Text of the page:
Ruch has also performed there with the Canal Street String Band and now frequently plays with Organ Fairchild, a popular jam trio.
He has also managed to do something very few people do in Western New York: he makes his full-time living doing music.
In fact, he’s shared his knowledge in how to do that with a series of articles (80 and counting) at https://daveruch.com/advice.
He said many musicians are creative, but they don’t care to take care of the details of the business side of performing.
“It’s just not in their wheelhouse,” he said, “to market themselves and do the administrative stuff that it takes to make a living at it.
“There are a lot of people in this town who are way more talented than I am, but I don’t seem to mind doing all the busy work and all the marketing and the legwork that you really need to do if you’re going to try to make a living at it. It comes kind of comes naturally to me.”
Getting grants is hard work, but Ruch has been involved with several through the years. His latest, announced last month, is the aforementioned TAUNY grant to work with Colleen Cleveland on her family’s trove of songs. Ruch has had a cabin near Tupper Lake in the Adirondacks for about 15 years and has gotten to know Cleveland while performing on the same bill with her.
Ruch with be working with a collection of over 900 traditional songs the Clevelands have sung over the years, some of them found nowhere else.
“Colleen Cleveland is the fifth generation to sing these old songs and ballads that had been in her family forever,” he said. “People sang just to pass the time or to leave the tedium of whatever the job of the day was. So she and her family have written down over 900 songs that they have, basically, inherited from their elders.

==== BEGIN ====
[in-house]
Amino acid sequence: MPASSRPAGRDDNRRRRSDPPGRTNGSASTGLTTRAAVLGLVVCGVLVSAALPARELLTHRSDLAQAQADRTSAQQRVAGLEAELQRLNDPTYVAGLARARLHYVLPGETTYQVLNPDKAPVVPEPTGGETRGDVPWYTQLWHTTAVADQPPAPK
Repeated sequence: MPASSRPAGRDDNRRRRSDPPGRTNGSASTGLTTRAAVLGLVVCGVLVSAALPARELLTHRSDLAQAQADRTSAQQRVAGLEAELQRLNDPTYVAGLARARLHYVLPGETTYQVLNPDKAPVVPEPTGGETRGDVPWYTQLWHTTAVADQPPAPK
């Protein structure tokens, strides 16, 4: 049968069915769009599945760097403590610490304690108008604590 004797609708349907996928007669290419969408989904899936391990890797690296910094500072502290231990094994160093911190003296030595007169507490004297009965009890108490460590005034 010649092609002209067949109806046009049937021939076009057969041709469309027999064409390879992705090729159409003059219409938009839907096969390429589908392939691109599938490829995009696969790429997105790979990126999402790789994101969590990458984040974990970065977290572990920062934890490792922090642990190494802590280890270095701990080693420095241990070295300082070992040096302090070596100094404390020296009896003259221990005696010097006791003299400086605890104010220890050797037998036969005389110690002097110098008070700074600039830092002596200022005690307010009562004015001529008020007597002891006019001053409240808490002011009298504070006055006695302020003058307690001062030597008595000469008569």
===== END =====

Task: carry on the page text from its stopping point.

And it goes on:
“Some of them are old Scottish, and English ballads that were brought over to this country with the early settlers. Some of them are regional songs that they heard from a co-worker or a neighbor.”
Colleen Cleveland has been singing the songs for years, but the goal of this project is for Ruch and Cleveland to work together to introduce those songs to musicians in other genres.
“There’s a very, very small sort of niche audience for these old songs,” he said. “But we’re trying to get the songs into the ears and onto the fingers of country musicians and bluegrass musicians and old-time musicians, and even rock musicians and people who play more in well-known genres.
“The songs are timeless. I mean, some of them are fairly archaic sounding because they are hundreds of years old. But they’re great songs, and they tell great stories. And so I thought it’d be really cool to see if we can get the songs out in the air again, get people playing them and singing them for their audiences.”
Ruch approaches his research into older music as a labor of love. He doesn’t have a degree in folklore or musicology.
“Essentially what I’m doing is kind of amateur folklore work,” he said. “I don’t claim to be a professional folklorist.”
On the other hand, he is giving people a chance to learn about the state’s musical heritage, searching out how the music has changed over time and preserving it for future generations.
Americana fans will have a chance to find out just how much fun that can be — with an adult beverage of your choice in hand — with the Sportsmen’s show.